Read more: What is a Sales Content Management System

Similarities and differences between sales enablement and engagement

Sales enablement and engagement have more similarities than differences.

In both cases, you are trying to:

  • Set your sales team up for success
  • Provide easily-accessible materials for sales professionals
  • Improve the overall sales process to increase win rates

However, sales enablement focuses on how that looks internally for your organization in terms of training and development. 

Sales engagement focuses on sales reps’ external success by giving them the tools to interact with leads quickly and provide personalized information as needed. 

Using sales enablement and engagement together

Because sales enablement and engagement both have similar goals but are focused on different parts of the sales process, they work well together.

Also, the sales enablement team is well-positioned to carry out both tasks.

When implementing sales engagement and enablement, the enablement team can take the following steps:

  • Map every step of the current sales process and customer journey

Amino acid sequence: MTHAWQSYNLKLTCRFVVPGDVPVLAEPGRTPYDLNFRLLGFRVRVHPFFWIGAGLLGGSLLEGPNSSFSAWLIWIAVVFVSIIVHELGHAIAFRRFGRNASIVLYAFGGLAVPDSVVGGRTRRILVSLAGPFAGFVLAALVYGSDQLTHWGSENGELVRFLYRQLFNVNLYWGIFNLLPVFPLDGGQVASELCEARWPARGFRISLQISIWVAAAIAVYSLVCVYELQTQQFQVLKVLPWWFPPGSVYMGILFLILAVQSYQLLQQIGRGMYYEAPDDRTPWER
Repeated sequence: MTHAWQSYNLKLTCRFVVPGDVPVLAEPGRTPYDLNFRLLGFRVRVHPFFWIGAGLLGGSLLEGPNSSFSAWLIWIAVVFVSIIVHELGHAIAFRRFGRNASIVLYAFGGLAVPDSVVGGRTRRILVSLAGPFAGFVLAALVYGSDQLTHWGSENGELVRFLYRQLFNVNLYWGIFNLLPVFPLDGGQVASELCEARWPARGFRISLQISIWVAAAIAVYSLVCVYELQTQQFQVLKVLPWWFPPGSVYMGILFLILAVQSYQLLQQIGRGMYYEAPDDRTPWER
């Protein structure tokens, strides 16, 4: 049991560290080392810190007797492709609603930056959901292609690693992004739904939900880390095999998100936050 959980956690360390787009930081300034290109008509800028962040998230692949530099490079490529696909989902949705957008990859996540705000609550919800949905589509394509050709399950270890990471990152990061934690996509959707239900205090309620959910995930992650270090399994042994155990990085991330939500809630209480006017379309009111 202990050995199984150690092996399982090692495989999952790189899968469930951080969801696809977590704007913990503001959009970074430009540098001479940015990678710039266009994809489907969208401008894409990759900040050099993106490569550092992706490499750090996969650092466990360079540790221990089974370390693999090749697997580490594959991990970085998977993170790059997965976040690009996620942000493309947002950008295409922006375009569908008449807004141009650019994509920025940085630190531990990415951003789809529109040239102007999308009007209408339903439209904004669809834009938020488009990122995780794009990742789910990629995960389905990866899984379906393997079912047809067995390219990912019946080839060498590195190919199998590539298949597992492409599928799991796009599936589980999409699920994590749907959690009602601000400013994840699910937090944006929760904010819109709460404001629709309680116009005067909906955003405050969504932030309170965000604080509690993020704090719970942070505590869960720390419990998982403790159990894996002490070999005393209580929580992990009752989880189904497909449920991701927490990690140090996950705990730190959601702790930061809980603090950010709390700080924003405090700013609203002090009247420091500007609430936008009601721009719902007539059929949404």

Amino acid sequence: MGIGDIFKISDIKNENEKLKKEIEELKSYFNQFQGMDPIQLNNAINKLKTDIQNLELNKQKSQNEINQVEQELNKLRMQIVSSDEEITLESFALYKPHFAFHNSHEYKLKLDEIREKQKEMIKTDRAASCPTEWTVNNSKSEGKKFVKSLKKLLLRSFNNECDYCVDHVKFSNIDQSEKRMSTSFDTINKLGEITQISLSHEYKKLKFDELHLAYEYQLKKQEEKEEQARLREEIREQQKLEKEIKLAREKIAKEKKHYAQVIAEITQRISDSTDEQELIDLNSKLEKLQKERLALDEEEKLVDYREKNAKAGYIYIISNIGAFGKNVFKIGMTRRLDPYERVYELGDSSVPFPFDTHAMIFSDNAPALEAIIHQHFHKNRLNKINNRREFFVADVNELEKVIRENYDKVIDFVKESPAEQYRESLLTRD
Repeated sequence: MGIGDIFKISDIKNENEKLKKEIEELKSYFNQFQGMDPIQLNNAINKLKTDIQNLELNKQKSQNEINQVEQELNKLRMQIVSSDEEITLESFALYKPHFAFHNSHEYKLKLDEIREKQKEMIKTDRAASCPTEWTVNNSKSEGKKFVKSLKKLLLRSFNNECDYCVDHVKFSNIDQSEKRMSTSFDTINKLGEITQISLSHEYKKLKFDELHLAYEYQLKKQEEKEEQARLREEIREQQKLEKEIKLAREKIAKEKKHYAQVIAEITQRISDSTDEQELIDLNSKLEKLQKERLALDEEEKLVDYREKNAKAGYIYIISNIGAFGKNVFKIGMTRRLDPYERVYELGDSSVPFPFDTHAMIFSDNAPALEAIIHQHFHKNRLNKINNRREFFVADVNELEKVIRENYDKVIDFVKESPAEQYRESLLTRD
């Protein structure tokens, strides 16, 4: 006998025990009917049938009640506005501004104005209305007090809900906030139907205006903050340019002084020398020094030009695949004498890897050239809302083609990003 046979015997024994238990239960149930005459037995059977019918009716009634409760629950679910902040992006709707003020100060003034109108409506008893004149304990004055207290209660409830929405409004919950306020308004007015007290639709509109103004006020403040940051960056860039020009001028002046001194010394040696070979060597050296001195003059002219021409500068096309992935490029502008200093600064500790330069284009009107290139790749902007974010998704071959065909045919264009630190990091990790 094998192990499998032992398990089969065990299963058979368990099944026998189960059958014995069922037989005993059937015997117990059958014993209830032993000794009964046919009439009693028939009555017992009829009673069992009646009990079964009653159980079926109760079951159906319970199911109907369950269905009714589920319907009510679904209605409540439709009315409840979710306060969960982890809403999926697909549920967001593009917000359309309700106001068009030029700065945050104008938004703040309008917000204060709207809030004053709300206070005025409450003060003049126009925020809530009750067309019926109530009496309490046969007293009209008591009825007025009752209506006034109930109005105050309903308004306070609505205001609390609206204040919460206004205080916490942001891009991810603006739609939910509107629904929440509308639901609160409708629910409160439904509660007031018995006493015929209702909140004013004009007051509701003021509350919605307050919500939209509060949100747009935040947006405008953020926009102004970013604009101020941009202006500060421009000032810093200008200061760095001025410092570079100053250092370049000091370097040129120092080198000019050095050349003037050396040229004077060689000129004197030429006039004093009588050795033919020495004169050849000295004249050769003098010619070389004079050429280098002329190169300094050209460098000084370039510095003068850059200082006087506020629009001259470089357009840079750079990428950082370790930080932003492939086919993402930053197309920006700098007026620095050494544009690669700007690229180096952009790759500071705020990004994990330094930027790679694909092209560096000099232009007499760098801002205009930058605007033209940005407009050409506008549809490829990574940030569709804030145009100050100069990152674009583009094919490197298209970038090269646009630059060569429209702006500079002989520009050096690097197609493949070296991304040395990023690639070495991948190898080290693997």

• Align the sales process with the customer journey in a flexible, dynamic way
  • Make sure sales and marketing are aligned on their priorities and roles for the sales process 
  • Write down the signals that help sales reps know which stage a lead is in and notice when a lead moves back to a previous step instead of forward
  • Train sales reps on how to engage with leads 
  • Create and organize sales materials that are easy to customize 
  • Track results and get feedback from sales reps 
  • Provide sales coaching and additional training to improve results

Read more: What is Sales Training? 

By simultaneously working on the internal and external sales process, the enablement team can create a cohesive system where sales reps are set up for success and can manage leads. 

Sales enablement provides the foundation for your organization’s success

Sales enablement is the lynchpin that allows your organization to evaluate and change the sales process to keep up with the market and customer behavior. 

Doing so involves enablement and engagement, which improve sales results dramatically.

Improve performance with a sales training LMS

A sales training LMS like the Learning Cloud from WorkRamp can help you drive better performance and outcomes by equipping your sales team with effective, on-demand training.

The Learning Cloud can help you decrease ramp time, increase win rates, and drive revenue performance.

Discover how the Learning Cloud can help you empower your team to exceed your sales goals. Contact us to schedule a free, personalized demo. 


Complete the form for a custom demo.

Anna Spooner

WorkRamp Contributor

Anna Spooner is a digital strategist and marketer with over 11 years of experience. She writes content for various industries, including SaaS, medical and personal insurance, healthcare, education, marketing, and business. She enjoys the process of putting words around a company’s vision and is an expert at making complex ideas approachable and encouraging an audience to take action.